I got a review from an Egyptian woman abroad who spoke of how happy she was to listen to What I Did Next, because it allowed her to reconnect with her country in a very positive way.
Fouad’s studies, a bachelor’s in international Relations at the University of Kent in 1995, and an MA in Global Affair at the AUC, in 2020, indicate a concern with social responsibility and public participation.
Looking back over the past decade, she sees one of the positive impacts of the Arab Spring to be a societal shift as people take the future into their own hands. “In Egypt, [people have realised] they’ve got to create the world they want to live in. Before that, we were very much a society in which one would have a path or job for life, and that mould has been broken.”
It is something that she says was not around when she was in her ‘20s. “Look at the Greek Campus, well, before corona times, it was buzzing with these great kids with amazing ideas and an enthusiasm to see if it could work.”
Ever-inspired by her late-aunt, Nadia Younes, an exceptional United Nations (UN) diplomat and civil servant whose life was cut short in 2003 in a tragic bombing while she worked in Iraq, Fouad herself commenced her career with two experiences at the UN’s New York headquarters in the mid-1990s, hoping to continue a tradition of her aunt’s achievements.
Yet, instrumental to informing her worldview, Fouad hints that Younes had been gently guiding her elsewhere from the path, warning that times were changing, and that it may not be the way to get the results one wishes to see.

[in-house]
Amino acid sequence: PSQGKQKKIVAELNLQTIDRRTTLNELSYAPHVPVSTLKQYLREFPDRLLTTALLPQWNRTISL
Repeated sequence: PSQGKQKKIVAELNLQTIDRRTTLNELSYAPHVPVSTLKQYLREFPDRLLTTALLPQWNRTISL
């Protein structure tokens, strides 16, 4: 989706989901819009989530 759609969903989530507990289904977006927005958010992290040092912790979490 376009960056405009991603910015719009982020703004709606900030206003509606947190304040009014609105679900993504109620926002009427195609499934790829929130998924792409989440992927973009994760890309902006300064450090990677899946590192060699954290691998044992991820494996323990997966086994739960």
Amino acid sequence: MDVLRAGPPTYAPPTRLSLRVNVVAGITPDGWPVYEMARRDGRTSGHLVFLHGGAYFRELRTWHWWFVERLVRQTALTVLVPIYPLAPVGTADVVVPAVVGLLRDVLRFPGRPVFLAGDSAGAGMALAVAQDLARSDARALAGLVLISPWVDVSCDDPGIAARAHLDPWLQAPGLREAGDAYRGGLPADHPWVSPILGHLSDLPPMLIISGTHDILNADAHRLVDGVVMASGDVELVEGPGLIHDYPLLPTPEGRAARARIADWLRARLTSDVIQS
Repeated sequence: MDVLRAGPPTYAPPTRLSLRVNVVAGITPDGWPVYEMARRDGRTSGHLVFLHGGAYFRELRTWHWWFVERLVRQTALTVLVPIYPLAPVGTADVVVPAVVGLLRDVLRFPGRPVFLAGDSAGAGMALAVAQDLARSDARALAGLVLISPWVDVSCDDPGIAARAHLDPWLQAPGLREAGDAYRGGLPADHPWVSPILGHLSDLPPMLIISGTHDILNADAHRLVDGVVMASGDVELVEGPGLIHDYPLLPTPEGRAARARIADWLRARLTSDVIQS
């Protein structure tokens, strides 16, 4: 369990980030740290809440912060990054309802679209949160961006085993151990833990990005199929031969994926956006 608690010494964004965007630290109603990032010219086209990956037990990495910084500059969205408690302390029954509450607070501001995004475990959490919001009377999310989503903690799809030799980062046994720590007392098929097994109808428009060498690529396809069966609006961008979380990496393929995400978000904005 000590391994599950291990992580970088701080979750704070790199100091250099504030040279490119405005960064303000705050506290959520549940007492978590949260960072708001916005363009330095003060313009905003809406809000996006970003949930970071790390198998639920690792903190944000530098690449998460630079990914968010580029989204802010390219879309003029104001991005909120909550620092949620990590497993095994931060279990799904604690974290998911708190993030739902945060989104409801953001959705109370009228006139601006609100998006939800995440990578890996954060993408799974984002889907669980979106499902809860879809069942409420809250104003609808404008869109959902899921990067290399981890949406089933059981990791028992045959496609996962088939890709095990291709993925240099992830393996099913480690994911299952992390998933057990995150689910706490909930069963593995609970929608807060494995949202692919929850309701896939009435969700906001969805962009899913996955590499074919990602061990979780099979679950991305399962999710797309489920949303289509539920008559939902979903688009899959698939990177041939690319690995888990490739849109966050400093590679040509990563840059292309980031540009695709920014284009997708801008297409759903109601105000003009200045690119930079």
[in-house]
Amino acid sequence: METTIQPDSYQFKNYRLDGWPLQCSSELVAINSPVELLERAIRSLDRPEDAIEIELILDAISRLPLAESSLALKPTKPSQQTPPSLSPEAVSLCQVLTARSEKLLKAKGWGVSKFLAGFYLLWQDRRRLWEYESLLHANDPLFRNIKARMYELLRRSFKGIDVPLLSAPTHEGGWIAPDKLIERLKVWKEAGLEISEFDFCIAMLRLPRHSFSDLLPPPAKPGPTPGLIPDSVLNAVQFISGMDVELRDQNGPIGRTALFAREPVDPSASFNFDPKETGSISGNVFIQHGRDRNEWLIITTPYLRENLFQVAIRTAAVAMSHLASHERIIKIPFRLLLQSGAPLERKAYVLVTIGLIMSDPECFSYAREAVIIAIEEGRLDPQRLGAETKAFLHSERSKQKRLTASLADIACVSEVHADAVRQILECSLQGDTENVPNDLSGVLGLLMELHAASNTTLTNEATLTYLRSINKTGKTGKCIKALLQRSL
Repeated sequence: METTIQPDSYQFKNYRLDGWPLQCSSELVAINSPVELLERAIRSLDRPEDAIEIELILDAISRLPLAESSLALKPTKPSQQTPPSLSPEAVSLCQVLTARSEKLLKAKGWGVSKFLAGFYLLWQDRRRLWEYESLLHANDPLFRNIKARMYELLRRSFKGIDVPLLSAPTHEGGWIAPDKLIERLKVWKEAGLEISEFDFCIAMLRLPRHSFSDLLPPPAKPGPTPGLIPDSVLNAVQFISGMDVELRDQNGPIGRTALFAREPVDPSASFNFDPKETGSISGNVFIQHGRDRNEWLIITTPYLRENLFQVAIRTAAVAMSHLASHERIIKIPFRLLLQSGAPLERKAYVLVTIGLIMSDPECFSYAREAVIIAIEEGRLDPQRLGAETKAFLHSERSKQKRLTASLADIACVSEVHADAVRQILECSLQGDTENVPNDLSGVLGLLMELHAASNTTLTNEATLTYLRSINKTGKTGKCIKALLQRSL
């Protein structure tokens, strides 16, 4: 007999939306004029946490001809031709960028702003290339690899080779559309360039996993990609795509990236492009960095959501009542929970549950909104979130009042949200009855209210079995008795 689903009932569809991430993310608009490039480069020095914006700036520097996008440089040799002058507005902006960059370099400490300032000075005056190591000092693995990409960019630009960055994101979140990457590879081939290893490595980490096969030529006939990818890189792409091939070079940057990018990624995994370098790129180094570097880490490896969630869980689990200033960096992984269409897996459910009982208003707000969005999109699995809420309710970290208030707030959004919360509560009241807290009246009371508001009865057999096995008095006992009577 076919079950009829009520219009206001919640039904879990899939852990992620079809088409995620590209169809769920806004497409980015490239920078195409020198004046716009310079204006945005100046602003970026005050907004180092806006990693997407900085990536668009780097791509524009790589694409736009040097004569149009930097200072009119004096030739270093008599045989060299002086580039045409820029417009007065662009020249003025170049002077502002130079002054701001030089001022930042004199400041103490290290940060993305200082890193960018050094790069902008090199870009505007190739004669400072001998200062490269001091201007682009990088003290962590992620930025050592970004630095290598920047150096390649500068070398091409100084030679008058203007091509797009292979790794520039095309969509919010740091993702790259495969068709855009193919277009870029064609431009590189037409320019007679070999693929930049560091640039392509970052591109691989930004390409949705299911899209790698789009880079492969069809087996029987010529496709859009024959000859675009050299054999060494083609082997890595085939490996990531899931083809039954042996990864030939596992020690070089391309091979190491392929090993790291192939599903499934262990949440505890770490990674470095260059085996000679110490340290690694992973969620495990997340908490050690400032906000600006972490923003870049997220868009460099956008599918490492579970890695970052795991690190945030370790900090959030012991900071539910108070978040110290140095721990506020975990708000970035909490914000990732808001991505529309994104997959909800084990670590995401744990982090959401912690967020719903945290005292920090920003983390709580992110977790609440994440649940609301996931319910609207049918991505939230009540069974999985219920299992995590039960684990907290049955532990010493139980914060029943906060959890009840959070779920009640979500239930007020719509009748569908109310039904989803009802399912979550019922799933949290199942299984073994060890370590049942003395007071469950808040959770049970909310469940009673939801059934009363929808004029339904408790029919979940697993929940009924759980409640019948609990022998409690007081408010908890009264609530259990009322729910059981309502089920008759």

For Fouad, a career storyteller whether it be in journalism or as a company strategist, podcasting has therefore become a natural progression. The beauty of podcasting, she says, is its immediacy; "you’re connecting with someone else and having a discussion.” As she brings to light stories of the Middle East that present a hopeful future for the region, she has been met with touching, enthusiastic responses from the diaspora. “I got a review from an Egyptian woman abroad who spoke of how happy she was to listen to What I Did Next, because it allowed her to reconnect with her country in a very positive way.”
The review delighted Fouad and indicated to her that her work was indeed fulfilling a sense of social responsibility through a different medium.
As we move towards the end of the conversation, I ask: if she could invite a figure from the past onto the podcast, who would it be?
“My aunt, definitely,” she replies. Beyond the importance of her accomplishments, Fouad lauds Younes as always having been the life of the party, “she was a lot of fun, she would be a fantastic dinner guest for everyone, I’d certainly bring her.”
“She died very tragically, but she died doing what she loved,” says Fouad, and while she admits it is not easy, she continues to try and find comfort by celebrating her life, achievements, and lessons.
In her ever-evolving trajectory, Fouad may find herself yet again at another moment of pivot in which she manifests a legacy taught to her by her aunt Younes.
Listen to the What I Did Next podcast here.